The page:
The decision by Governor Andy Beshear’s administration to award a $225,000 no-bid contract to remove the Jefferson Davis statue from the state Capitol rotunda will be investigated after state lawmakers alleged the contract went to a company with a family member who donated to the Governor’s election campaign.
According to the Louisville Courier-Journal, Republican state lawmakers voted Tuesday to ask the attorney general to investigate the process, saying they weren’t questioning the decision to remove the statue itself but said they were concerned that Beshear’s administration had rewarded a political donor with the contract.
The 6-1 vote went along party lines with Democratic State Representative Charles Booker of Louisville the lone no vote. At his Tuesday media conference, Beshear said the complaint has no merit and called it “partisan politics at its worst.”
click to download audioBeshear says lawmakers need to focus on more important things in the time of a global pandemic.
click to download audioThe state Historic Properties Advisory Commission voted 11-1 on June 13 to remove the statue. The Courier-Journal said the Kentucky Finance and Administration Cabinet signed a no-bid contract with American Industrial Contractors, with the company receiving $225,000 to remove the five-ton statue.
Beshear’s administration said opening the contract to bidding wasn’t necessary because of the specialized nature of the work.
Republicans said there was no rush to remove the statue and that the contract should have been open for bidding.
The Kentucky Registry of Election Finance shows the wife of the president of the company that removed the statue donated $750 to Beshear’s 2019 campaign for governor. According to the campaign donation tracking website followthemoney.org, Tom Bennington, the president of American Industrial Contractors who did the work, gave $2,700 to the campaign to re-elect Jim Gray as mayor of Lexington. Gray lost the election but was named state secretary of transportation by Beshear.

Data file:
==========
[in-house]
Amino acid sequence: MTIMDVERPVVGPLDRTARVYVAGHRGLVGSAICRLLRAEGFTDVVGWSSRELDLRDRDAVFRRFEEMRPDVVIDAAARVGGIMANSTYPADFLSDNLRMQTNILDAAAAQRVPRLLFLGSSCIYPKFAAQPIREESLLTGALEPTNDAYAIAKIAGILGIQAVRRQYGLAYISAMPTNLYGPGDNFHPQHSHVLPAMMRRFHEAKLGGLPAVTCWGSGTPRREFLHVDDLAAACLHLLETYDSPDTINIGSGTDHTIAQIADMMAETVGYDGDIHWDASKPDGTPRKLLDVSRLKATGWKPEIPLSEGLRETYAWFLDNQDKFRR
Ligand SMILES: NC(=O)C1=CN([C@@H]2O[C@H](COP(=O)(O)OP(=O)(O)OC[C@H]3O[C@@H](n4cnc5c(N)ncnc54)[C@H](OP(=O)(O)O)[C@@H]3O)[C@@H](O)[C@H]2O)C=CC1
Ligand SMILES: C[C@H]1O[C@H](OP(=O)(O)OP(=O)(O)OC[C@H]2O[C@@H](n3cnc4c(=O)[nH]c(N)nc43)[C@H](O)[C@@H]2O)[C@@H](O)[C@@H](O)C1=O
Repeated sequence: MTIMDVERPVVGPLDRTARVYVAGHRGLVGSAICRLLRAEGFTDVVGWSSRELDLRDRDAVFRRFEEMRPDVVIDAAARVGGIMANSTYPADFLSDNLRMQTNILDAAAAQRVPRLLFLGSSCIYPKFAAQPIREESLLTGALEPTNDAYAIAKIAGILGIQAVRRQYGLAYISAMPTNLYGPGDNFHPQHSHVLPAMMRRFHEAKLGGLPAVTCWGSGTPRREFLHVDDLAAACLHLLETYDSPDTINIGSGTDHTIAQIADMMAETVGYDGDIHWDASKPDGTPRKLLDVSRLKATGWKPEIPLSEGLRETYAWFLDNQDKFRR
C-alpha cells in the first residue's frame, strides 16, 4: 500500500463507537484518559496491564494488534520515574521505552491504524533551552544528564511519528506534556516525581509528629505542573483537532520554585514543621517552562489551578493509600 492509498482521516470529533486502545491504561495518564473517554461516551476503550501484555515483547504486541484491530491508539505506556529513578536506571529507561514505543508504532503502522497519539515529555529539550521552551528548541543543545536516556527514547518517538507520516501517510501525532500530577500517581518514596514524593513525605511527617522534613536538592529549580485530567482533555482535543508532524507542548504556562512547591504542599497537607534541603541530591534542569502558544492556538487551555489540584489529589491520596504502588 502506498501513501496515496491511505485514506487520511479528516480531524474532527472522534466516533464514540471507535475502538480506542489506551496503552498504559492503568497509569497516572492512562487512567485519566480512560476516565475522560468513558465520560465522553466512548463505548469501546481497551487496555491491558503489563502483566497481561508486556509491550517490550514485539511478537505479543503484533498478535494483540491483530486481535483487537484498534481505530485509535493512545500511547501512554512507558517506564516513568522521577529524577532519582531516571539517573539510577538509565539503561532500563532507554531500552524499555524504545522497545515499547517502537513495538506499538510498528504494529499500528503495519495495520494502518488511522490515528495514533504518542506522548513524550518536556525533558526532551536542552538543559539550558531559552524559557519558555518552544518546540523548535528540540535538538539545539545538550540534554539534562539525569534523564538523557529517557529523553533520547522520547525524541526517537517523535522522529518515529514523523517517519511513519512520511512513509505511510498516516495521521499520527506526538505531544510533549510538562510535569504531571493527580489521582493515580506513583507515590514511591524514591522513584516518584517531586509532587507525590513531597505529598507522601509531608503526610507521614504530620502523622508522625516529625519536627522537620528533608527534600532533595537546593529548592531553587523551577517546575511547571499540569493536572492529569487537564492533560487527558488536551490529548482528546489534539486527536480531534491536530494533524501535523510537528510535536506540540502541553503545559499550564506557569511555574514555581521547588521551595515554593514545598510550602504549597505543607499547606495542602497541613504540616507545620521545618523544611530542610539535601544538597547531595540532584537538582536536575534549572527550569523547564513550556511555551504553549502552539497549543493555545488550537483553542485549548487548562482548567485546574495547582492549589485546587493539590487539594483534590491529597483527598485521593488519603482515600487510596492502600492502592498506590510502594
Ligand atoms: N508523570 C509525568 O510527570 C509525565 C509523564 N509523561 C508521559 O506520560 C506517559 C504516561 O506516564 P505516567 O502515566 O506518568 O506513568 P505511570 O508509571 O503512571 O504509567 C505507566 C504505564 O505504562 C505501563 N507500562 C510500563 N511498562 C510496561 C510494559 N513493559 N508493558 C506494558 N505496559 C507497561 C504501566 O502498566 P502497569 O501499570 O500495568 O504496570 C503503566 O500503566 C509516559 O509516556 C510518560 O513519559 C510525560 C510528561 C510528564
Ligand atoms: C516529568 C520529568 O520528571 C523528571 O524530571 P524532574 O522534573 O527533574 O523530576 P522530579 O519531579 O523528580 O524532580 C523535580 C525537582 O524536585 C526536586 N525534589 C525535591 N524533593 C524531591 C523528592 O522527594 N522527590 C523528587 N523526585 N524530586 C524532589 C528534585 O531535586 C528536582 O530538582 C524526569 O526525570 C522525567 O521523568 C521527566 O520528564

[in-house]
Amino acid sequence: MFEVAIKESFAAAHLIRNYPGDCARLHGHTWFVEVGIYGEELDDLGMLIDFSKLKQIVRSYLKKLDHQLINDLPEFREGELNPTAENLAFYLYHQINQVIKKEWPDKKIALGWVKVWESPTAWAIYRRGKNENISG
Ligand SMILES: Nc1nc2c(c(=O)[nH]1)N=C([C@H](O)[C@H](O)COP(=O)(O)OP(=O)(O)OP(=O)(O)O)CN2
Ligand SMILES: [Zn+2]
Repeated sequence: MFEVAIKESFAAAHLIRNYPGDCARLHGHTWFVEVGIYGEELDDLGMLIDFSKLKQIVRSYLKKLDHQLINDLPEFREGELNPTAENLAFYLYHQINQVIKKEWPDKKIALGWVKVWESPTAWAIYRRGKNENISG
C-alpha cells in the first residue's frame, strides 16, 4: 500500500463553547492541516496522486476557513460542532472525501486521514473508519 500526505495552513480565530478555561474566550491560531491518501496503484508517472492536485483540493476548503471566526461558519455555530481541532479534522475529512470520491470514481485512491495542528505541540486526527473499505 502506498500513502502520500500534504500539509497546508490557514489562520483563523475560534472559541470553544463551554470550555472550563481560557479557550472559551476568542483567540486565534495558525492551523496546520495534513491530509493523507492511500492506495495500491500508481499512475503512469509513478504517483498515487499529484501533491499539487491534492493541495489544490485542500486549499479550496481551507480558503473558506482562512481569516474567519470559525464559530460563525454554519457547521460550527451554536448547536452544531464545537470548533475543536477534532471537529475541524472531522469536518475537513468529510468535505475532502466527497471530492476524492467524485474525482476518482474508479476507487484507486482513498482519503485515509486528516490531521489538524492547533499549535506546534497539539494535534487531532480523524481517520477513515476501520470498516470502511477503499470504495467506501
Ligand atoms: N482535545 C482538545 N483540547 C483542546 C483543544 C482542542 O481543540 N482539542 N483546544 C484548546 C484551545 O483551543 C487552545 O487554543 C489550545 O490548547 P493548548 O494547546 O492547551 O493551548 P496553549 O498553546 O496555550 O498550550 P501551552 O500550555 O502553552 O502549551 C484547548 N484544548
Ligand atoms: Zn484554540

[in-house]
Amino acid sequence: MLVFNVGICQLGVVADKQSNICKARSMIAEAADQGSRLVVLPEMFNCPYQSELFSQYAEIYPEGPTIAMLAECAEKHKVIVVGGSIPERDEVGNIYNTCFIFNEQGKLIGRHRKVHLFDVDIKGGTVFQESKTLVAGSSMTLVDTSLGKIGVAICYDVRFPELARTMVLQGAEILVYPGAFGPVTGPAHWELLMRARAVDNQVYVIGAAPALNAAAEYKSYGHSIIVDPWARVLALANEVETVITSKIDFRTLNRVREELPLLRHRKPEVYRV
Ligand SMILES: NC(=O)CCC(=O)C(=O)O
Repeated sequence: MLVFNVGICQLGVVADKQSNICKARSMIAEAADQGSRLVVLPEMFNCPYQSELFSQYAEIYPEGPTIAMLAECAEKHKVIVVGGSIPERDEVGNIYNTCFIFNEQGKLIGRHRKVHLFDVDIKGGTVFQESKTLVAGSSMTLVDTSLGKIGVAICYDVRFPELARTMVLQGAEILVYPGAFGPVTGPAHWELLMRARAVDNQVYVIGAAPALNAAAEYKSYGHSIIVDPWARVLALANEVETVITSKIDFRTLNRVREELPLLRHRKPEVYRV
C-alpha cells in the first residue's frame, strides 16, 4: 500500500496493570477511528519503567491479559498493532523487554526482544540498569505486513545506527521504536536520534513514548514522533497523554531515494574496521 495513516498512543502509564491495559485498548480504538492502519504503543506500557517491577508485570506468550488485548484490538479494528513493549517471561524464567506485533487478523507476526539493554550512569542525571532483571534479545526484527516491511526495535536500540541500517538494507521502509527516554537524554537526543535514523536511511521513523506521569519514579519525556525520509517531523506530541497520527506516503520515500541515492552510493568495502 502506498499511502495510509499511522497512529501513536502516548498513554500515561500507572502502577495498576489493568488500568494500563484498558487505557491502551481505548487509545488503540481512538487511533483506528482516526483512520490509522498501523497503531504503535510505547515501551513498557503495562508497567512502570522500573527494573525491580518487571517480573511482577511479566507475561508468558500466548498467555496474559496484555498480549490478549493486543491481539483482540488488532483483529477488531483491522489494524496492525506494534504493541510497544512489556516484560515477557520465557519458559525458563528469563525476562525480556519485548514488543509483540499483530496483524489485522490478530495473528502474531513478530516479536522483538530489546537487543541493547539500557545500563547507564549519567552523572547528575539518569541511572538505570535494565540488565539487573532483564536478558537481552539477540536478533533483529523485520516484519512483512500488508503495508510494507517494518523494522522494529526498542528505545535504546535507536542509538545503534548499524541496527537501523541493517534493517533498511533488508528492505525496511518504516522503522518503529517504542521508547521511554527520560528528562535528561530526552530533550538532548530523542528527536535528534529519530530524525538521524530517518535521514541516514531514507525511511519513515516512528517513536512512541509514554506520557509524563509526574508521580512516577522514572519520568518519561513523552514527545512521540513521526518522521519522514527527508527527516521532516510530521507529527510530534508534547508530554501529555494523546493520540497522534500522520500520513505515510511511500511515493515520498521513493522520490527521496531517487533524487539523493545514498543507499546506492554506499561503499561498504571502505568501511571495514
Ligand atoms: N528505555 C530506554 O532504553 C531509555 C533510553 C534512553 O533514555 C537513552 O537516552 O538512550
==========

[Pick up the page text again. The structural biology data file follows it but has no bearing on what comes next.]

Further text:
The contract for the work now moves to Attorney General Daniel Cameron and federal prosecutors for further investigation.
The vote came on the same day the Associated Press reported a security fence will be built around the Kentucky Governor’s Mansion in response to a spring demonstration where armed protesters gathered outside the home of Beshear.
A statement by Beshear spokeswoman Crystal Staley to the AP said the Kentucky State Police executive security requested a fence be built for the safety of the current and future first families
The project’s costs won’t be known until all bids are submitted later this month, Jill Midkiff, a spokeswoman for the state Finance and Administration Cabinet, told the AP.
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